This past summer, lawmakers in Washington were attempting to pass a wide-ranging cybersecurity bill with the intention of strengthening the nation’s infrastructure from cyber attacks. Democratic lawmakers were pushing a bill that would have given regulatory agencies the power to mandate security measures on private industries, such as power companies and other utilities. Republican lawmakers were leery of the regulatory burdens that this could cause, so they proposed their own bill—one that would have made it possible for companies to turn over sensitive customer information to government agencies. With both parties butting heads, neither bill was passed.
Now, it looks like the White House will be issuing an executive order to enact the cyber regulations that it wants. The order, which is said to resemble the Senate bill proposed by Senator Lieberman that was stalled this summer, would enact a series of voluntary guidelines for companies to follow. These guidelines would include companies voluntarily submitting threat information to government agencies and security standards that the government wishes companies to follow and meet.
An executive order is an interesting step from the Obama administration. Rather than go through the legislative process, they plan to issue a decree on what regulations will be enacted. Of course, from what we know now, the executive order will be “voluntary.” But orders from the executive branch are rarely voluntary, as the Daily Caller notes that the Lieberman bill would have given federal agencies the power to impose certain regulations on industries as they see fit.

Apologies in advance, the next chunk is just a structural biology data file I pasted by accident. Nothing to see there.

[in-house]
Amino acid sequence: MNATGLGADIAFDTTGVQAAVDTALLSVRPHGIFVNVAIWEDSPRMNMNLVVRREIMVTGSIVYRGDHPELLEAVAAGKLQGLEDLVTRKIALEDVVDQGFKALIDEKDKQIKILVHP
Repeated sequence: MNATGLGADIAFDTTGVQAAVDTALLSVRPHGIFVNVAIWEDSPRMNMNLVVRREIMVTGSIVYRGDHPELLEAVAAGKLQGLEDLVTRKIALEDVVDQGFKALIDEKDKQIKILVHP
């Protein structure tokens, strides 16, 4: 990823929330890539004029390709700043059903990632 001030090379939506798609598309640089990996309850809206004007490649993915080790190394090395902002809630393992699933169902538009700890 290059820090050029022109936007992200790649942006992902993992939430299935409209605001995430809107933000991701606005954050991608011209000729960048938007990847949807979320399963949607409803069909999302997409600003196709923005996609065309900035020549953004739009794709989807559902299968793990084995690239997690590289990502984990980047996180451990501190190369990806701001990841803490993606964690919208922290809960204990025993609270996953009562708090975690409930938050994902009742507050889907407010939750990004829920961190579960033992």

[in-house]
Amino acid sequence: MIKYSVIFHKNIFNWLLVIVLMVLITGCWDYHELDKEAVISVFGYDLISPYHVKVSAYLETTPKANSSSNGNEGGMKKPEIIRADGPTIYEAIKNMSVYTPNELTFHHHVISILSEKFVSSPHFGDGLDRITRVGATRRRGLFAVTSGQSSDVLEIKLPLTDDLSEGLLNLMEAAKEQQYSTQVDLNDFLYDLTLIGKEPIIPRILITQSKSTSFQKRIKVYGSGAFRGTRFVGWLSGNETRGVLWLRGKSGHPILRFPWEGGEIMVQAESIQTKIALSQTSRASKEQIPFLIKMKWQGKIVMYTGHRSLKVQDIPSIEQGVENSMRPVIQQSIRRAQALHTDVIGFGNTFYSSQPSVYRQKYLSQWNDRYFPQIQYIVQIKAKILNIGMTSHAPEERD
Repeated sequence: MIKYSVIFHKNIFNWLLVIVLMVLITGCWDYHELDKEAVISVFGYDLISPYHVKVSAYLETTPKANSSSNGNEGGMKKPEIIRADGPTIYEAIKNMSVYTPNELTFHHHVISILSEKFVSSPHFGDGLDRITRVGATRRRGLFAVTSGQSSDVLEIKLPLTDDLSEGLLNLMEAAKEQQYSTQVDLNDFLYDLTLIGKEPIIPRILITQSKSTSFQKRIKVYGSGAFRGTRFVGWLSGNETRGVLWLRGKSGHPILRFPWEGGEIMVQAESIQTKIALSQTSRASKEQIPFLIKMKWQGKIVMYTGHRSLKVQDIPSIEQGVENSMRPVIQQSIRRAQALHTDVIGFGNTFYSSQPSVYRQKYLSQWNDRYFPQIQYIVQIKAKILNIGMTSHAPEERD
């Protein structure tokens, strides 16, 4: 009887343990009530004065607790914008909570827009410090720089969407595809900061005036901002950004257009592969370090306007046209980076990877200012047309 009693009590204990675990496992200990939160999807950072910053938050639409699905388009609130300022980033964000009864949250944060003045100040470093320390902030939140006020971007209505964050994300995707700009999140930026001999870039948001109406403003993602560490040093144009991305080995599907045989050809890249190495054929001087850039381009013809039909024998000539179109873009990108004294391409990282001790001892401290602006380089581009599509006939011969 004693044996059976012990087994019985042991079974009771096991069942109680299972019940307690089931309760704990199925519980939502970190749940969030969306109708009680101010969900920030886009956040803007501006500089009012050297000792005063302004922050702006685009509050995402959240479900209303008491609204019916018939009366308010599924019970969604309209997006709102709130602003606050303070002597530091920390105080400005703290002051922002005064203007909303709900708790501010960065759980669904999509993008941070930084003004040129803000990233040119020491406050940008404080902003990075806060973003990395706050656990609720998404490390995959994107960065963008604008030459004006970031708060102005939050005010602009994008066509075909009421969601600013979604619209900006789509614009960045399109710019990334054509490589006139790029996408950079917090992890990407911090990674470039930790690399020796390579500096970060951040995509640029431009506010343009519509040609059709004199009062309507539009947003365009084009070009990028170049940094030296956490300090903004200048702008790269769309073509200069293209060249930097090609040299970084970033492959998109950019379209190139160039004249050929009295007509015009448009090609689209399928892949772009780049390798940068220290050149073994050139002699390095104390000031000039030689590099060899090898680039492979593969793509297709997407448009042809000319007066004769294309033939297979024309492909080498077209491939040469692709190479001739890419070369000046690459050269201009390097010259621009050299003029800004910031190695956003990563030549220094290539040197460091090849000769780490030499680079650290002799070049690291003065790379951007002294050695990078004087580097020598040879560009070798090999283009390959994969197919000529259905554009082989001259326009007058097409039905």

The use of executive power to regulate should give consumers concern. Congress exists for a reason—to create laws. The executive branch exists to enforce them. The executive branch assuming the role of creator and enforcer of laws puts too much power into the hands of one branch of government. Administrations can’t rule by fiat. Many critics argue that the cybersecurity executive order could give too much power to the government to regulate the Internet. The costs that could be born from these regulations are completely unforeseen, especially since we’re not sure what the executive branch agencies might see fit to regulate. But you can be sure that as regulations on industry increases, so do the prices that are passed onto consumers. And any regulation of the Internet, even for security purposes over selected industries, should give concerns of a slippery slope to other sectors as well. Consumers should be leery of “voluntary” regulations—they most certainly mean higher costs.
Zack Christenson is a digital tech writer for the American Consumer Institute